I cannot remember the last time I wrote a “fan letter” to an author. I reach out to authors of books I’ve enjoyed with some regularity, to share my praise and to extend an invitation to have coffee or lunch sometime to talk shop. But I can’t remember the last time I wrote an honest-to-God fan letter to an author, without any reason other than to say: Your book really, really moved me and I want to thank you.
Last month, I wrote a fan letter to Emily Matchar.
Emily Matchar’s book Homeward Bound: Why Women are Embracing the New Domesticity shines a light on a huge trend that I’m not sure had yet been addressed or debated in a public way.
Remember the female ideal of the early 2000s? On Sex and the City, Carrie Bradshaw used her oven to store her back issues of Vogue magazine and spent many nights sitting at her desk at her window, pounding away at her laptop. Sure, she never could have afforded her lifestyle, but the entire show’s narrative—literally—was structured around Carrie working on her newspaper column. In the early to mid 2000’s, popular actresses starred in movies and on TV as female protagonists with demanding, aspirational jobs. Katherine Heigl alone played an urban upscale restaurant owner, an executive assistant to a CEO, and a TV producer (in two different movies!). In How to Lose a Guy in Ten Days, Kate Hudson embodied young female ambition playing Andie Anderson, who had her master’s in journalism from Columbia and was disenchanted with her job as a columnist at a glossy Manhattan-based magazine where her editor wouldn’t let her write about politics.
Today, author and journalist Emily Matchar makes the argument that young women are passing on cosmopolitans at after-work networking events to stay home uploading lovingly-edited photos of homemade baked goods to their blogs. Matchar writes of young women who grow their own vegetables in whatever outdoor space they have to call their own, who have learned how to make their own cheese, and who have taught themselves how to can their own food and make homemade fruit preserves. Frequently these young women fantasize about leaving the city for the country, and memoirs by women who have done so are the new chick lit.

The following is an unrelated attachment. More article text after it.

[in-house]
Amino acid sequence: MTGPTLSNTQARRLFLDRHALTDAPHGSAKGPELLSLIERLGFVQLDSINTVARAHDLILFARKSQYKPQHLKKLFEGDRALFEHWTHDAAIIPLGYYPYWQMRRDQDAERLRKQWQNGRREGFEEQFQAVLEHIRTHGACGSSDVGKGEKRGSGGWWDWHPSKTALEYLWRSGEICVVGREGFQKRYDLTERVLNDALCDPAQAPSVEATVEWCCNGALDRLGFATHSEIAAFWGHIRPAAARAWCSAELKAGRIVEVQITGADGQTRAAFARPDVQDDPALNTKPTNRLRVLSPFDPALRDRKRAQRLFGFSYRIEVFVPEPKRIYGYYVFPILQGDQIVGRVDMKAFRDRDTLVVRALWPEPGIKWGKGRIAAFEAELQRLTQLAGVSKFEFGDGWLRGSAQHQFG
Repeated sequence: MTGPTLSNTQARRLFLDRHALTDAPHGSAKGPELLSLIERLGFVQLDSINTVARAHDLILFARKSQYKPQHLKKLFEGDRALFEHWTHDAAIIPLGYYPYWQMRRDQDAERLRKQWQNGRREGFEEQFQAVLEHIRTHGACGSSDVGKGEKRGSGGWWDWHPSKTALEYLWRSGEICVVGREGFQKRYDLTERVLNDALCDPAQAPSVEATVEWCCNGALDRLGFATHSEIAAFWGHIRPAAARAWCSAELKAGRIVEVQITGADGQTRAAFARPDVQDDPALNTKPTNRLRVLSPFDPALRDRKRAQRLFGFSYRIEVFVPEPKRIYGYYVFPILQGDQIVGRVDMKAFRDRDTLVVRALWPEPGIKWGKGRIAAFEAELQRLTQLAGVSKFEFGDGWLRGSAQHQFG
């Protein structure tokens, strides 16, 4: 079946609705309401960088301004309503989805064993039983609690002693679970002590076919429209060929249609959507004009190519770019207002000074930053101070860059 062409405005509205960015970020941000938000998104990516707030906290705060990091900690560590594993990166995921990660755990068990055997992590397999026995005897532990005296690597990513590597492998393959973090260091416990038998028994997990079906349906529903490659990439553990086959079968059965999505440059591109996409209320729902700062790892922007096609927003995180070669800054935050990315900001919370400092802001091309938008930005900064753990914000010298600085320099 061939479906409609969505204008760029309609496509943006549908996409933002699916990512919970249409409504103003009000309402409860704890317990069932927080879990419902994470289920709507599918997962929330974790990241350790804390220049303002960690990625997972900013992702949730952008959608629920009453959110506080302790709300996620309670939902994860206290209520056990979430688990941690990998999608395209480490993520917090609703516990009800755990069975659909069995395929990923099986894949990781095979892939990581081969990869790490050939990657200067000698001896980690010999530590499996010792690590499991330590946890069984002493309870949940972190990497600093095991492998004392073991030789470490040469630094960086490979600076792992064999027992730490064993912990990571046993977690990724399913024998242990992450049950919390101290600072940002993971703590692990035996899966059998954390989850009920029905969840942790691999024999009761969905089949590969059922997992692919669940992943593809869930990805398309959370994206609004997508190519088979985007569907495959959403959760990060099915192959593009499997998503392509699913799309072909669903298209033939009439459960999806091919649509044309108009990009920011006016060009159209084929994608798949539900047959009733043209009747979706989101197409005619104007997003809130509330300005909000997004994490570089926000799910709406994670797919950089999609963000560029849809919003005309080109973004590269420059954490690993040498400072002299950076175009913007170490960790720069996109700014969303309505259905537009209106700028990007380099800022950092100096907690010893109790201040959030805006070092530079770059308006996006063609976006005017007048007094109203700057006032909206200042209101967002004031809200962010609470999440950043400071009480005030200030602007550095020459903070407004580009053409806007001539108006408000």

I have never made so many notes and exclamation points (!!!) in the margins of a book. The crux of Matchar’s argument is this: in light of a recession of historic magnitude that has made meaningful jobs harder than ever to find, and in light of a generally scary time for America, young women are “taking shelter” and finding comfort and satisfaction in labor-intensive domestic tasks. Matchar makes an interesting connection that because today’s young people have been raised with so many digital toys—and the workplace is so reliant on computers and email—that young people are desperate to make things with their hands after work.
But there are some big problems here. If this phenomenon is truly rooted in a generation of young women who feel unsatisfied at work and have lost interest in their careers, knitting by night is an extremely short-term solution. While it’s critically important to have hobbies—I’ve built part of my career on the importance of this message—we don’t want the calming effects of stewing homemade strawberry jam to deter the next generation of young women trailblazers from thinking big! Even if they are fed up with their “day jobs” (I hate that term), young women could be using their time after work to make important connections with other talented young women, to write a brilliant novel, or to launch a startup! One caveat: that startup ideally shouldn’t revolve around food products made in small batches or handmade crafts. It’s not the best business plan.
Matchar explores how some young women are conflating their career ambition and new love of cooking/crafting, and they decide to build careers in domestic tasks that are unlucrative by their very nature. Some young women believe that they could launch their line of hand-sewn aprons, build Etsy stores that will provide full-time employment, or make a living off their “lifestyle” blogs (because Ree Drummond does). Matchar devotes an entire chapter to the false idyll of Etsy and notes that those who are able to make $30,000 or more annually from their Etsy stores are frequently working Goldman Sachs hours. Matchar also shares the unsettling truth that “owner of a successful artisanal soap company” (looking at you, Orange is the New Black) is a career path as aspirational as trying to be a Hollywood starlet.
I would argue that this book is the most important contribution to the debate about young women, feminism, and work in years. (Sadly, I think Lean In must be excluded from the conversation in light of the organization’s recent intensely paradoxical ad seeking an unpaid intern). Our society may be at risk of losing members of the next generation of pioneering career women who are becoming too consumed by the (discreetly political) hobbies they use to salve their displeasure about their current situations and the national economic and political situation.
Matchar says that it’s fine to have homegrown hobbies (which is reassuring: I spent the summer grilling pizza with my garlicky homemade bread dough). But modern young women need to channel more of their energy to take charge and take action when it comes to finding meaningful work that will satisfy, in the long run, much more than any homemade zucchini muffin.
Seriously, read Homeward Bound.